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Ridgeline protection: Mercer should take proactive approach  

Credit:  Bluefield Daily Telegraph, bdtonline.com 2 January 2011 ~~

Considering the mistakes made by neighboring Tazewell County, the Mercer County Commission would be wise to give ample consideration to a ridgeline zoning ordinance.

Tazewell County had no existing zoning ordinances in 2008 when Dominion and BP purchased 2,600 acres of land on East River Mountain for the purpose of developing a large-scale wind farm. The county Board of Supervisors subsequently found themselves locked in a 16-month long debate about whether or not to adopt a so-called ridgeline protection ordinance. The ordinance, eventually passed this past February on a 3-2 vote, essentially restricts the height of tall structure structures built along certain protected ridgelines. Had zoning been in place in 2008, the county could have had a say in the development and scope of the project.

Considering the close proximity of the proposed Bluestone River Wind Farm to the West Virginia state line, you would think Mercer County leaders would take notice. They apparently haven’t.

At the moment, Mercer County has no zoning ordinance or restrictions in place with the exception of an exotic entertainment ordinance. That means anyone could come into Mercer County, purchase property, and largely do as they choose without current zoning restrictions.

Joe Coburn, president of the Mercer County Commission, said the board has not had any real discussions about whether or not to create a ridgeline ordinance for Mercer County. Coburn added he wasn’t aware of any entity interested in building a wind turbine farm in Mercer County. As a result, Coburn said a ridgeline ordinance is not currently being considered.

Why repeat the same mistake made by Tazewell County. No one knew Dominion and BP were interested in building a large-scale wind farm in the region until they purchased property on East River Mountain. Shouldn’t the Mercer County Commission – regardless of its position on wind turbines – take a proactive approach and be prepared if and when a project developer comes knocking.

Coburn, along with fellow commissioner Jay Mills, say they want to hear from the citizens of Mercer County before discussing any such plans. That’s great. So why not a schedule a public hearing? And why not send out a questionnaire to the citizens of Mercer County asking if they do or don’t support a limited zoning proposal?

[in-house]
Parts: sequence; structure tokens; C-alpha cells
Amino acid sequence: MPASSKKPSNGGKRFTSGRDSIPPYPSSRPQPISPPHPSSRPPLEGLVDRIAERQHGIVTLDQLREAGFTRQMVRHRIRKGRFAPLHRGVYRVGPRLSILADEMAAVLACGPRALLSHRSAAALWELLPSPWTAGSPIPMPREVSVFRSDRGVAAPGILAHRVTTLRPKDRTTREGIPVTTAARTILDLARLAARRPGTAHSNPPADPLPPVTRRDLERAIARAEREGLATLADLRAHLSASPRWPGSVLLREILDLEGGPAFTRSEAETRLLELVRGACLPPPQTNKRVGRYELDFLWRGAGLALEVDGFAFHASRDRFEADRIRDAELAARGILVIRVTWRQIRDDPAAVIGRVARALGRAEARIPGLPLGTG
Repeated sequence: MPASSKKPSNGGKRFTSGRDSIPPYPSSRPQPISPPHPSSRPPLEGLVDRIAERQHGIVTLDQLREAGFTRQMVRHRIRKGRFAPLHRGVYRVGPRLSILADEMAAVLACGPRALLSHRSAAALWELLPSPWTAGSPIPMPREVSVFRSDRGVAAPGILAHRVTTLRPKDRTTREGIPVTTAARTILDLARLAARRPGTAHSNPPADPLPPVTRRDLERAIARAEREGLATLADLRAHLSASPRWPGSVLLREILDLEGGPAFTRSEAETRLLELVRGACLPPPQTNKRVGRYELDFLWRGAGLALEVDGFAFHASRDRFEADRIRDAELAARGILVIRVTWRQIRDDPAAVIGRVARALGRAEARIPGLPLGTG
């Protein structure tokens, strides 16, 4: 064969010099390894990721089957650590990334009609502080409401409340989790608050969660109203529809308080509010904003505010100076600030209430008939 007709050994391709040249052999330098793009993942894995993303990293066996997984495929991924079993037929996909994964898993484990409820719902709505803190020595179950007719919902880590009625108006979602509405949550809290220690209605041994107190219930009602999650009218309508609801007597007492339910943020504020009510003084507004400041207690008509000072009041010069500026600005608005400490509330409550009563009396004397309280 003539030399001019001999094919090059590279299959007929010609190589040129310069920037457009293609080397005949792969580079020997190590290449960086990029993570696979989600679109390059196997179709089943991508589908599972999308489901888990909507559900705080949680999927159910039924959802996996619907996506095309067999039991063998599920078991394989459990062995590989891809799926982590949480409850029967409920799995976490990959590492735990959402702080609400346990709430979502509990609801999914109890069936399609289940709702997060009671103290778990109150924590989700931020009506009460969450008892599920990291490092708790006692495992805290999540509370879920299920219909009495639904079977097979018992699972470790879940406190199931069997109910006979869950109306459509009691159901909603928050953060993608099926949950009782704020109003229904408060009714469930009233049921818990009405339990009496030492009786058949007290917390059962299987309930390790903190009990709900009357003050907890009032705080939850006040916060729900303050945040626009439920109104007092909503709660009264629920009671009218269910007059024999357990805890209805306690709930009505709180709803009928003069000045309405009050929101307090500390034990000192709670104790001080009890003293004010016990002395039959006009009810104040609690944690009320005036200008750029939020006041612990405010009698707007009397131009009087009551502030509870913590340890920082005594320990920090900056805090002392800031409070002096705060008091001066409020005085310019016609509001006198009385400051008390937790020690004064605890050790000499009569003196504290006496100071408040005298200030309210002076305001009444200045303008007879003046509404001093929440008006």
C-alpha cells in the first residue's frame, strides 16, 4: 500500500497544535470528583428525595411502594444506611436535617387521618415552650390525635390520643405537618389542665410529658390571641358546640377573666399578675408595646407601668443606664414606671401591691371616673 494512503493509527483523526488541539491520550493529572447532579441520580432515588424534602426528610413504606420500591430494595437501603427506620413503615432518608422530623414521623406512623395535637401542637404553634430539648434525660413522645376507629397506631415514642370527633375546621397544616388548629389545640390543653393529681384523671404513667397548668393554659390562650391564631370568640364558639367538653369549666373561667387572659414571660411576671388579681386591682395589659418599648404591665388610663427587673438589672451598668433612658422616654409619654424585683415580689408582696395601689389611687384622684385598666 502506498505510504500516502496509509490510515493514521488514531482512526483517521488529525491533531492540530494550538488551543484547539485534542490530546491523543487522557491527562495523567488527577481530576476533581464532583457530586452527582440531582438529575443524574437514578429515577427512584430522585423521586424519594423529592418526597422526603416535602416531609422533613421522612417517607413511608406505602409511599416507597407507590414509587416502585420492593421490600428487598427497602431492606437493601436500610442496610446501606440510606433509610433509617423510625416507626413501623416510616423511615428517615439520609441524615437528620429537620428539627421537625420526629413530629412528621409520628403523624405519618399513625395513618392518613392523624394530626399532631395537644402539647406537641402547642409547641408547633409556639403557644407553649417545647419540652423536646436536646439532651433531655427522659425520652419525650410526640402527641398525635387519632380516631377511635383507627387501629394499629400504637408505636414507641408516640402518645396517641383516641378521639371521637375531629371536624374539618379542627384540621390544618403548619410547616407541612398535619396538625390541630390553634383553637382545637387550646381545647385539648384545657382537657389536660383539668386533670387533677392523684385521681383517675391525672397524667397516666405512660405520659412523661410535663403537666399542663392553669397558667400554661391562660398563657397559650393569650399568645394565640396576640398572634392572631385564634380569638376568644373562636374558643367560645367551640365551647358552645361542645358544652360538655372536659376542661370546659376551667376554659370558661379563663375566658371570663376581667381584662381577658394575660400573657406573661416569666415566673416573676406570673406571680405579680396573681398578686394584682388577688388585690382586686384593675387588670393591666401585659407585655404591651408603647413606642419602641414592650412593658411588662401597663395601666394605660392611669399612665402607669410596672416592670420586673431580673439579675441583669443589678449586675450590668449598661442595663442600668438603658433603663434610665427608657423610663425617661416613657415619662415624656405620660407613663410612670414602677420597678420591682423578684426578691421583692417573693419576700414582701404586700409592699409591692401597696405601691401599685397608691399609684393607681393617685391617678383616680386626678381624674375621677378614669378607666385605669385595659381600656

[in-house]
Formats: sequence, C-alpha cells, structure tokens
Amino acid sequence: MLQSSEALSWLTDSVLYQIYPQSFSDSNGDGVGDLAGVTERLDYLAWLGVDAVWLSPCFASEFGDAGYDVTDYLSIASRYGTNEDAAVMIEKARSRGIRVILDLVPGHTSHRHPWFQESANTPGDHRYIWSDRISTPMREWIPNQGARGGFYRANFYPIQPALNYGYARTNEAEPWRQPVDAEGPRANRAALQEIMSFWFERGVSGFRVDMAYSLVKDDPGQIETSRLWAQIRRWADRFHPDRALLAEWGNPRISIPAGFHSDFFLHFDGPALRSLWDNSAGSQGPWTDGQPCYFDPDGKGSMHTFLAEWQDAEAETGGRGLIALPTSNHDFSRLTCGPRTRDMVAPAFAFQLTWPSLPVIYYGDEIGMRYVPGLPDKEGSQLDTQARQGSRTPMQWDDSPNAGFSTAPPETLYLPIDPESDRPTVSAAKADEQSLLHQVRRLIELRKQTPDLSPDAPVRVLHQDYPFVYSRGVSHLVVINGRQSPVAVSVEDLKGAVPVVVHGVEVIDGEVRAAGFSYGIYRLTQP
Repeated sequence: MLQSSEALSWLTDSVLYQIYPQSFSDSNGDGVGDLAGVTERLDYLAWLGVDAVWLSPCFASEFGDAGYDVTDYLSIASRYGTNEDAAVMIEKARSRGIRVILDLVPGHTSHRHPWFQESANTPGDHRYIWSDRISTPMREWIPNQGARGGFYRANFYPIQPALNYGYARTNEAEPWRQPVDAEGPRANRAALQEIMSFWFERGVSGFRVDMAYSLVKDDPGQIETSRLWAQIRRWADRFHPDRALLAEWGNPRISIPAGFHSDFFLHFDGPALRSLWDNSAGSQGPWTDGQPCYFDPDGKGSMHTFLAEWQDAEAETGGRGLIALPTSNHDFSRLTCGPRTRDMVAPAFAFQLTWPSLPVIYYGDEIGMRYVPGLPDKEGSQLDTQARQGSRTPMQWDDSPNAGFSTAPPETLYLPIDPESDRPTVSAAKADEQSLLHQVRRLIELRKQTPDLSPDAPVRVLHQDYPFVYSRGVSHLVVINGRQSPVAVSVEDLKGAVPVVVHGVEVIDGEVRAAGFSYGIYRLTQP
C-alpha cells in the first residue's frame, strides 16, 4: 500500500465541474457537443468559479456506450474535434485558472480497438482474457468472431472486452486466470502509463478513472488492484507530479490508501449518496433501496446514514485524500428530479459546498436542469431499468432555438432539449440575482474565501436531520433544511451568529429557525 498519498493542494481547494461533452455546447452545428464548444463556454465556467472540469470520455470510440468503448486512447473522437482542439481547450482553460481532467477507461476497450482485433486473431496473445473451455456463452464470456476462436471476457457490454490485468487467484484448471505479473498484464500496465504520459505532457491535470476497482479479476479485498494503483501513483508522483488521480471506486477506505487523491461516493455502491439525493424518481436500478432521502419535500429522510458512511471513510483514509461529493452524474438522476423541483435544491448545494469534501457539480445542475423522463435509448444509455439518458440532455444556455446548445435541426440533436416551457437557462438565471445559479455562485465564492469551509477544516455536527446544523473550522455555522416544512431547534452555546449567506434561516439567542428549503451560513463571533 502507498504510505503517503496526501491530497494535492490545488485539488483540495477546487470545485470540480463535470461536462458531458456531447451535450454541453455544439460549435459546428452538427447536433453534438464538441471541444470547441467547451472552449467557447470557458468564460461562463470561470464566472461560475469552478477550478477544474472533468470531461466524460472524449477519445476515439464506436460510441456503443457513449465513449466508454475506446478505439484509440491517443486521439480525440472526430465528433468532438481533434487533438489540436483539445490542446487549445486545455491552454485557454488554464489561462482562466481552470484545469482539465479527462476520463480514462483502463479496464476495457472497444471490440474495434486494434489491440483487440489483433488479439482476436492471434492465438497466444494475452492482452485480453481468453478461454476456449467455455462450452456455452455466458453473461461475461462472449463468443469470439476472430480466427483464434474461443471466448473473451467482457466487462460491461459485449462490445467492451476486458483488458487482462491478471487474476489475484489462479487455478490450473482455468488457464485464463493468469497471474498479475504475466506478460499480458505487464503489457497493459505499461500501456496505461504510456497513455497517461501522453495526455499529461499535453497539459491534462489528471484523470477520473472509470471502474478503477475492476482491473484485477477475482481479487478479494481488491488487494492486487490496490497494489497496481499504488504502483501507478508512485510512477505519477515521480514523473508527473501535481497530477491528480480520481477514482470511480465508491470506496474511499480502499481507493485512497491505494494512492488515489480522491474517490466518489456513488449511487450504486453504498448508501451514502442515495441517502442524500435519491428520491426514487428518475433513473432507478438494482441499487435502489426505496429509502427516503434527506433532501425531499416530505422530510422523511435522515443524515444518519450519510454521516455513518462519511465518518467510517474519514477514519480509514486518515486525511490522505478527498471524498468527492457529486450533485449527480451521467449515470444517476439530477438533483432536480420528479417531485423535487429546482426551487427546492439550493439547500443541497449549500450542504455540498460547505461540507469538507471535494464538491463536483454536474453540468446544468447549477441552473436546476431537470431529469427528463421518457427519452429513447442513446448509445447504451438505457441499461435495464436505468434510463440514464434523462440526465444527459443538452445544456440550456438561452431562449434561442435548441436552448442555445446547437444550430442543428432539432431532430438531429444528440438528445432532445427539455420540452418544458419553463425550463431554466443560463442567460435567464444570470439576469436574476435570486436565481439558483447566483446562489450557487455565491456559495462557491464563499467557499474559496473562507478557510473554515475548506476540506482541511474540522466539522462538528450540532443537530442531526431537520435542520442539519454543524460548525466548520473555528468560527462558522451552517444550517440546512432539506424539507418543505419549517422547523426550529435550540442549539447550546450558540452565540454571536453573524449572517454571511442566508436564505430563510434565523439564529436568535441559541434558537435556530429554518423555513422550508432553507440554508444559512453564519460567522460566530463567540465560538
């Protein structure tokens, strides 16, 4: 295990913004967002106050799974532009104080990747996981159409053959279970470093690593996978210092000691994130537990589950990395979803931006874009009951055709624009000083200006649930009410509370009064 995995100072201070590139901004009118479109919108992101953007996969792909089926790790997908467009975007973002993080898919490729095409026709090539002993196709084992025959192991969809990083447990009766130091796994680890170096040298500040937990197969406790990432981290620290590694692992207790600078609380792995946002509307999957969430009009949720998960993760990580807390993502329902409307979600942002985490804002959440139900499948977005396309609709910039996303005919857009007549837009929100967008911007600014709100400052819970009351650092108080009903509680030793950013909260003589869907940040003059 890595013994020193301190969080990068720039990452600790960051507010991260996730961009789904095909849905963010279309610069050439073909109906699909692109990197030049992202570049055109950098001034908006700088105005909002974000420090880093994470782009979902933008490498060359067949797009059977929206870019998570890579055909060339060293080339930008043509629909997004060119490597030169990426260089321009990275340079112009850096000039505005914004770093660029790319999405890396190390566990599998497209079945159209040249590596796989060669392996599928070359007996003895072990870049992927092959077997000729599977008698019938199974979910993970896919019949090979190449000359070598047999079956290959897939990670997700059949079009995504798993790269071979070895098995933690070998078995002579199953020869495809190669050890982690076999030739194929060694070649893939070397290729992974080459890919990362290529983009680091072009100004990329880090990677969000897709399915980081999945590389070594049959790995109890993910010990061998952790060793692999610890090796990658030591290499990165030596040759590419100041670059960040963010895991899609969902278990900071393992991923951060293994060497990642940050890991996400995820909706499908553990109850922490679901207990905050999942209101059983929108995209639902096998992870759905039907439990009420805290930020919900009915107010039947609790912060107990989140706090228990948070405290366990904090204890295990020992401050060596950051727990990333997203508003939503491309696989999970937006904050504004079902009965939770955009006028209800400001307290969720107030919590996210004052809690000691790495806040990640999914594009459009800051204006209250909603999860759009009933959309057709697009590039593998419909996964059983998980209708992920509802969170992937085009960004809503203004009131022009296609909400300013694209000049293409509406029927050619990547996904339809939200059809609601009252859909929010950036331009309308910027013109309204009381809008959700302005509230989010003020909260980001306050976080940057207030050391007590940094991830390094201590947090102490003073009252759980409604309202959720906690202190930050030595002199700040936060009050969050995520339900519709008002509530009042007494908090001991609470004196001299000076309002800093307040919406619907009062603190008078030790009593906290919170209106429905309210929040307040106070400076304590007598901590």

No one is asking the county commission to say yes or no to wind turbines. That is a decision that would have to be made if and when a project is ever proposed for Mercer County. A limited zoning ordinance would simply allow the county to have a say in the development of such a project if a wind turbine farm were ever to be proposed for Mercer County.

To simply say that the county isn’t going to discuss such an ordinance because a wind farm is currently not proposed doesn’t make a lot of sense. The Mercer County Commission should be proactive.

If the county does nothing, assuming that a wind turbine company won’t come knocking on the door, the commissioners will have made the same mistake that Tazewell County did. And we should learn from our mistakes.

Source:  Bluefield Daily Telegraph, bdtonline.com 2 January 2011

This article is the work of the source indicated. Any opinions expressed in it are not necessarily those of National Wind Watch.

The copyright of this article resides with the author or publisher indicated. As part of its noncommercial effort to present the environmental, social, scientific, and economic issues of large-scale wind power development to a global audience seeking such information, National Wind Watch endeavors to observe “fair use” as provided for in section 107 of U.S. Copyright Law and similar “fair dealing” provisions of the copyright laws of other nations. Send requests to excerpt, general inquiries, and comments via e-mail.

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